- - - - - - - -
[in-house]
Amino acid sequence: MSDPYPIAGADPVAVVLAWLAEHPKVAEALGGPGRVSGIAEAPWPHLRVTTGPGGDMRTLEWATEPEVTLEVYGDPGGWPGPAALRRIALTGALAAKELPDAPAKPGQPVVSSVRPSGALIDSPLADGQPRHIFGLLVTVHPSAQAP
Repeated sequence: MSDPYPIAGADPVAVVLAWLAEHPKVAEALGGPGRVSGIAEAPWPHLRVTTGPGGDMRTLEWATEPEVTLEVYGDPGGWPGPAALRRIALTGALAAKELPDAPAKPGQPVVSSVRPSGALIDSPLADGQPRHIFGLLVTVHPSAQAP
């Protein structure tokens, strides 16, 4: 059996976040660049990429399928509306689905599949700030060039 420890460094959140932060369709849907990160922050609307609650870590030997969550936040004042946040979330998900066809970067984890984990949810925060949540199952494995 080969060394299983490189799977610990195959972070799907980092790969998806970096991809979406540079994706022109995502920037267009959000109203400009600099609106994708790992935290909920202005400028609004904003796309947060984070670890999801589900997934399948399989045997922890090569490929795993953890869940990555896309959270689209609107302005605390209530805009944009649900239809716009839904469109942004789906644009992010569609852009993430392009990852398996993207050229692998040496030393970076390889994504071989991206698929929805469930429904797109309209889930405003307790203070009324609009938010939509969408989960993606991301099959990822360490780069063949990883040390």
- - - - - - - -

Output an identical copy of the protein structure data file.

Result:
[in-house]
Amino acid sequence: MSDPYPIAGADPVAVVLAWLAEHPKVAEALGGPGRVSGIAEAPWPHLRVTTGPGGDMRTLEWATEPEVTLEVYGDPGGWPGPAALRRIALTGALAAKELPDAPAKPGQPVVSSVRPSGALIDSPLADGQPRHIFGLLVTVHPSAQAP
Repeated sequence: MSDPYPIAGADPVAVVLAWLAEHPKVAEALGGPGRVSGIAEAPWPHLRVTTGPGGDMRTLEWATEPEVTLEVYGDPGGWPGPAALRRIALTGALAAKELPDAPAKPGQPVVSSVRPSGALIDSPLADGQPRHIFGLLVTVHPSAQAP
């Protein structure tokens, strides 16, 4: 059996976040660049990429399928509306689905599949700030060039 420890460094959140932060369709849907990160922050609307609650870590030997969550936040004042946040979330998900066809970067984890984990949810925060949540199952494995 080969060394299983490189799977610990195959972070799907980092790969998806970096991809979406540079994706022109995502920037267009959000109203400009600099609106994708790992935290909920202005400028609004904003796309947060984070670890999801589900997934399948399989045997922890090569490929795993953890869940990555896309959270689209609107302005605390209530805009944009649900239809716009839904469109942004789906644009992010569609852009993430392009990852398996993207050229692998040496030393970076390889994504071989991206698929929805469930429904797109309209889930405003307790203070009324609009938010939509969408989960993606991301099959990822360490780069063949990883040390």